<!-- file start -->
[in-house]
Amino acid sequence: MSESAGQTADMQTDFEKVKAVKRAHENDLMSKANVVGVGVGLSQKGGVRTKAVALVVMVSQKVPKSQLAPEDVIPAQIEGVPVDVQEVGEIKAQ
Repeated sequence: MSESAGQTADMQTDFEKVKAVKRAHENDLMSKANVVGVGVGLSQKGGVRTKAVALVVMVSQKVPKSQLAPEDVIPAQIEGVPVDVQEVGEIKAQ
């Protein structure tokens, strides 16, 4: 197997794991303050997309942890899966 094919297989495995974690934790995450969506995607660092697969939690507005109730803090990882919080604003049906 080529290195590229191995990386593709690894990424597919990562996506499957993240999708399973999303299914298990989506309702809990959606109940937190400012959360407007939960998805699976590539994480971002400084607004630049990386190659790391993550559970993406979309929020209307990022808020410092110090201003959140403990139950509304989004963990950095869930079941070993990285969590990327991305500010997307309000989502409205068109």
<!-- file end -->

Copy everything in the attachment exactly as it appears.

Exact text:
[in-house]
Amino acid sequence: MSESAGQTADMQTDFEKVKAVKRAHENDLMSKANVVGVGVGLSQKGGVRTKAVALVVMVSQKVPKSQLAPEDVIPAQIEGVPVDVQEVGEIKAQ
Repeated sequence: MSESAGQTADMQTDFEKVKAVKRAHENDLMSKANVVGVGVGLSQKGGVRTKAVALVVMVSQKVPKSQLAPEDVIPAQIEGVPVDVQEVGEIKAQ
């Protein structure tokens, strides 16, 4: 197997794991303050997309942890899966 094919297989495995974690934790995450969506995607660092697969939690507005109730803090990882919080604003049906 080529290195590229191995990386593709690894990424597919990562996506499957993240999708399973999303299914298990989506309702809990959606109940937190400012959360407007939960998805699976590539994480971002400084607004630049990386190659790391993550559970993406979309929020209307990022808020410092110090201003959140403990139950509304989004963990950095869930079941070993990285969590990327991305500010997307309000989502409205068109």